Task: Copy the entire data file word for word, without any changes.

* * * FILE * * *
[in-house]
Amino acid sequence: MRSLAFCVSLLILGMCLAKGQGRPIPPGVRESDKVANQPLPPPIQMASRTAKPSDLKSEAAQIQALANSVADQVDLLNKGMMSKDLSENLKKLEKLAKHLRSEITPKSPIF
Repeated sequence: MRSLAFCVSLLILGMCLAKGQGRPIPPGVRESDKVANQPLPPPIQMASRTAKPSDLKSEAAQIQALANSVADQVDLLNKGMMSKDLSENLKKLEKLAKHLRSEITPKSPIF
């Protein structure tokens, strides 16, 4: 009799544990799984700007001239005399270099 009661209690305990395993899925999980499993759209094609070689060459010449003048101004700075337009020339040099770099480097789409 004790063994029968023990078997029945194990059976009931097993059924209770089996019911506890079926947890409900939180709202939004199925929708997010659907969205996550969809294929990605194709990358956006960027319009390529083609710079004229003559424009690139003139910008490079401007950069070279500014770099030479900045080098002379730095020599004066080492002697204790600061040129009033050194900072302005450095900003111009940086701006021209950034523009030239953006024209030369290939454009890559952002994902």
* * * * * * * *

[in-house]
Amino acid sequence: MRSLAFCVSLLILGMCLAKGQGRPIPPGVRESDKVANQPLPPPIQMASRTAKPSDLKSEAAQIQALANSVADQVDLLNKGMMSKDLSENLKKLEKLAKHLRSEITPKSPIF
Repeated sequence: MRSLAFCVSLLILGMCLAKGQGRPIPPGVRESDKVANQPLPPPIQMASRTAKPSDLKSEAAQIQALANSVADQVDLLNKGMMSKDLSENLKKLEKLAKHLRSEITPKSPIF
């Protein structure tokens, strides 16, 4: 009799544990799984700007001239005399270099 009661209690305990395993899925999980499993759209094609070689060459010449003048101004700075337009020339040099770099480097789409 004790063994029968023990078997029945194990059976009931097993059924209770089996019911506890079926947890409900939180709202939004199925929708997010659907969205996550969809294929990605194709990358956006960027319009390529083609710079004229003559424009690139003139910008490079401007950069070279500014770099030479900045080098002379730095020599004066080492002697204790600061040129009033050194900072302005450095900003111009940086701006021209950034523009030239953006024209030369290939454009890559952002994902």